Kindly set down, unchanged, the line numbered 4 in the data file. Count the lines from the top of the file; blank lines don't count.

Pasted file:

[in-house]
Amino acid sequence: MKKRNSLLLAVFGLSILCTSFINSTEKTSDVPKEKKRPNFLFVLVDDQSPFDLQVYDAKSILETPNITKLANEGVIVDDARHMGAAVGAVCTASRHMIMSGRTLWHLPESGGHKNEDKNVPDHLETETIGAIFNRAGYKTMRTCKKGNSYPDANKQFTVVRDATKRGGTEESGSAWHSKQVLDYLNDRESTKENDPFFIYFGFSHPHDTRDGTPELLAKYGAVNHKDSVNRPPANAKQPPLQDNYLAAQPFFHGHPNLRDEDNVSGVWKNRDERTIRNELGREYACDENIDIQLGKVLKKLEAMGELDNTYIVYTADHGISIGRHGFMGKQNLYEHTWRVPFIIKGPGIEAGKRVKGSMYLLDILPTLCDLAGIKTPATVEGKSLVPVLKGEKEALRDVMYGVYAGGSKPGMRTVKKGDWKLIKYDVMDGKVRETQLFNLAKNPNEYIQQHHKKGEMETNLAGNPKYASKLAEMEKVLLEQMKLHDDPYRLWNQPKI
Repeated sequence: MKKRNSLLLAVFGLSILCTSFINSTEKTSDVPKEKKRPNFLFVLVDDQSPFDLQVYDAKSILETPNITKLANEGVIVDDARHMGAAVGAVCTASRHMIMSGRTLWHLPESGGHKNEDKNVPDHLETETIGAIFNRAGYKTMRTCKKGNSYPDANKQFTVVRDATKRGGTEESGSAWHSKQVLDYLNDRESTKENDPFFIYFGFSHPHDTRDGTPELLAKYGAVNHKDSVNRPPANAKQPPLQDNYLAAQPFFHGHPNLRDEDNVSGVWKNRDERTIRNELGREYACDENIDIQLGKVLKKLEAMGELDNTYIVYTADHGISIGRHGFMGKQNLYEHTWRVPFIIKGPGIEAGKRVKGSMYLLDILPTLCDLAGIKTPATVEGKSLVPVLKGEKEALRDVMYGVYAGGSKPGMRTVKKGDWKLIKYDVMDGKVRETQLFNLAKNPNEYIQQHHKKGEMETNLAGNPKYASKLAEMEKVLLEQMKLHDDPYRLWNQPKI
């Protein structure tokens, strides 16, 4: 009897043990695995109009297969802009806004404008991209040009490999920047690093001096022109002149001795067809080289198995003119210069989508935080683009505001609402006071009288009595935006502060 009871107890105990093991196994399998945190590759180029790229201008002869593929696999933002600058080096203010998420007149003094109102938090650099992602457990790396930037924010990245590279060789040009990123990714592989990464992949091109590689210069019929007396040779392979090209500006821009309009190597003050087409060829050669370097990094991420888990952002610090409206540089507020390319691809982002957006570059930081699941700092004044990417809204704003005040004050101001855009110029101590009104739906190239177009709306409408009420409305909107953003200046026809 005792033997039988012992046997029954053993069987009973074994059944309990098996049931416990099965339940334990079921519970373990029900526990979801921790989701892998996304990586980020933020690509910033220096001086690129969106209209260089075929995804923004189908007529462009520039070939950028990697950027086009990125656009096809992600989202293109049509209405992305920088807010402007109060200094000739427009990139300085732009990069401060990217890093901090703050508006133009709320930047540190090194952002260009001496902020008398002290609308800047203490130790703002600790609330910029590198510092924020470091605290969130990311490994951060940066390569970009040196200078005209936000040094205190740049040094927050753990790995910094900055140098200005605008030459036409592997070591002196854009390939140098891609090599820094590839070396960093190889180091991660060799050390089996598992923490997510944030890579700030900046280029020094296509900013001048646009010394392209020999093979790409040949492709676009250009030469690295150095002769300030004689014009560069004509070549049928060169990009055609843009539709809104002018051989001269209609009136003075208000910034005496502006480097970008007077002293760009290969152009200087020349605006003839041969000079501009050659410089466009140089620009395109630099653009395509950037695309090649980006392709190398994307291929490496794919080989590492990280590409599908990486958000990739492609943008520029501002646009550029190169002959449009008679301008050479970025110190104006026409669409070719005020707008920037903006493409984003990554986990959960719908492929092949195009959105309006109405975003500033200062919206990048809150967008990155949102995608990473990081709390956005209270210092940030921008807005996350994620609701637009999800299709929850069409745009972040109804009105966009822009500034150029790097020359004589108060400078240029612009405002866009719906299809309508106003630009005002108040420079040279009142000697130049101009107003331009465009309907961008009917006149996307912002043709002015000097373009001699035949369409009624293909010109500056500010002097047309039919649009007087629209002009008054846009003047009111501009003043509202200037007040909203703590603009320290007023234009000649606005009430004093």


């Protein structure tokens, strides 16, 4: 009897043990695995109009297969802009806004404008991209040009490999920047690093001096022109002149001795067809080289198995003119210069989508935080683009505001609402006071009288009595935006502060 009871107890105990093991196994399998945190590759180029790229201008002869593929696999933002600058080096203010998420007149003094109102938090650099992602457990790396930037924010990245590279060789040009990123990714592989990464992949091109590689210069019929007396040779392979090209500006821009309009190597003050087409060829050669370097990094991420888990952002610090409206540089507020390319691809982002957006570059930081699941700092004044990417809204704003005040004050101001855009110029101590009104739906190239177009709306409408009420409305909107953003200046026809 005792033997039988012992046997029954053993069987009973074994059944309990098996049931416990099965339940334990079921519970373990029900526990979801921790989701892998996304990586980020933020690509910033220096001086690129969106209209260089075929995804923004189908007529462009520039070939950028990697950027086009990125656009096809992600989202293109049509209405992305920088807010402007109060200094000739427009990139300085732009990069401060990217890093901090703050508006133009709320930047540190090194952002260009001496902020008398002290609308800047203490130790703002600790609330910029590198510092924020470091605290969130990311490994951060940066390569970009040196200078005209936000040094205190740049040094927050753990790995910094900055140098200005605008030459036409592997070591002196854009390939140098891609090599820094590839070396960093190889180091991660060799050390089996598992923490997510944030890579700030900046280029020094296509900013001048646009010394392209020999093979790409040949492709676009250009030469690295150095002769300030004689014009560069004509070549049928060169990009055609843009539709809104002018051989001269209609009136003075208000910034005496502006480097970008007077002293760009290969152009200087020349605006003839041969000079501009050659410089466009140089620009395109630099653009395509950037695309090649980006392709190398994307291929490496794919080989590492990280590409599908990486958000990739492609943008520029501002646009550029190169002959449009008679301008050479970025110190104006026409669409070719005020707008920037903006493409984003990554986990959960719908492929092949195009959105309006109405975003500033200062919206990048809150967008990155949102995608990473990081709390956005209270210092940030921008807005996350994620609701637009999800299709929850069409745009972040109804009105966009822009500034150029790097020359004589108060400078240029612009405002866009719906299809309508106003630009005002108040420079040279009142000697130049101009107003331009465009309907961008009917006149996307912002043709002015000097373009001699035949369409009624293909010109500056500010002097047309039919649009007087629209002009008054846009003047009111501009003043509202200037007040909203703590603009320290007023234009000649606005009430004093």